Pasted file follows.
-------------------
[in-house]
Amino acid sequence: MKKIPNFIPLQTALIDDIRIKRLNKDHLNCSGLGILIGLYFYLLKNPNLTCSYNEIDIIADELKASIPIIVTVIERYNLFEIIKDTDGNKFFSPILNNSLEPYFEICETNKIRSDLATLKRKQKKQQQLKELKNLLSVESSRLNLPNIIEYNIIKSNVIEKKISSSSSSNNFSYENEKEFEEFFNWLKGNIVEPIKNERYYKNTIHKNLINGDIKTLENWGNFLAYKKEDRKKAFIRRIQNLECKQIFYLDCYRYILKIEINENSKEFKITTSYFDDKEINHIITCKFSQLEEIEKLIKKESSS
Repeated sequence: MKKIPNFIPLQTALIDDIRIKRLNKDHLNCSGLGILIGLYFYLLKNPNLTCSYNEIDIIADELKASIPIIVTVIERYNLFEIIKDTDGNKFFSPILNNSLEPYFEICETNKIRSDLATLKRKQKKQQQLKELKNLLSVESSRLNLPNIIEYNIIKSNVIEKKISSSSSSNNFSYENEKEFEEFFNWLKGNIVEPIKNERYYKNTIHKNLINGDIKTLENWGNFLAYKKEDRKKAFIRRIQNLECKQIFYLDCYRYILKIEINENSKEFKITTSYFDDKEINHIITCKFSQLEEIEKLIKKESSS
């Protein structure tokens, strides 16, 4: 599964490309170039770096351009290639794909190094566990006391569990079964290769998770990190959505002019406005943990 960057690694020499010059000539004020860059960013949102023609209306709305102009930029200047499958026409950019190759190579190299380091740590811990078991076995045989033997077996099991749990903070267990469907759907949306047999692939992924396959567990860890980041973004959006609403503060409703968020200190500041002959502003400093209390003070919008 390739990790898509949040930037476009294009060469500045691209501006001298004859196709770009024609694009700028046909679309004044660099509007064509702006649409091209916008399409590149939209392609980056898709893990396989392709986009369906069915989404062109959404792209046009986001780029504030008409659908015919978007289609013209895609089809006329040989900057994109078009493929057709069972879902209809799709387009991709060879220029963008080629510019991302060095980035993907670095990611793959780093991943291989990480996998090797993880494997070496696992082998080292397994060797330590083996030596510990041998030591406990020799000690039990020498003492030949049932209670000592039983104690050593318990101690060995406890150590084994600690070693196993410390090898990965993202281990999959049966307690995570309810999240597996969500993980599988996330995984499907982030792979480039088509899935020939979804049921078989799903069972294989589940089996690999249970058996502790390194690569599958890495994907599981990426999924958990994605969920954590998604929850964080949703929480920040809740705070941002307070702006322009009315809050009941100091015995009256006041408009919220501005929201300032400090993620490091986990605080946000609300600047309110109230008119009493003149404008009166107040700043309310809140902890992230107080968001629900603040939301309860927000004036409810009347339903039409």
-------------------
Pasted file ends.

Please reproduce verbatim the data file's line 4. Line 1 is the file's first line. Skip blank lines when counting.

């Protein structure tokens, strides 16, 4: 599964490309170039770096351009290639794909190094566990006391569990079964290769998770990190959505002019406005943990 960057690694020499010059000539004020860059960013949102023609209306709305102009930029200047499958026409950019190759190579190299380091740590811990078991076995045989033997077996099991749990903070267990469907759907949306047999692939992924396959567990860890980041973004959006609403503060409703968020200190500041002959502003400093209390003070919008 390739990790898509949040930037476009294009060469500045691209501006001298004859196709770009024609694009700028046909679309004044660099509007064509702006649409091209916008399409590149939209392609980056898709893990396989392709986009369906069915989404062109959404792209046009986001780029504030008409659908015919978007289609013209895609089809006329040989900057994109078009493929057709069972879902209809799709387009991709060879220029963008080629510019991302060095980035993907670095990611793959780093991943291989990480996998090797993880494997070496696992082998080292397994060797330590083996030596510990041998030591406990020799000690039990020498003492030949049932209670000592039983104690050593318990101690060995406890150590084994600690070693196993410390090898990965993202281990999959049966307690995570309810999240597996969500993980599988996330995984499907982030792979480039088509899935020939979804049921078989799903069972294989589940089996690999249970058996502790390194690569599958890495994907599981990426999924958990994605969920954590998604929850964080949703929480920040809740705070941002307070702006322009009315809050009941100091015995009256006041408009919220501005929201300032400090993620490091986990605080946000609300600047309110109230008119009493003149404008009166107040700043309310809140902890992230107080968001629900603040939301309860927000004036409810009347339903039409």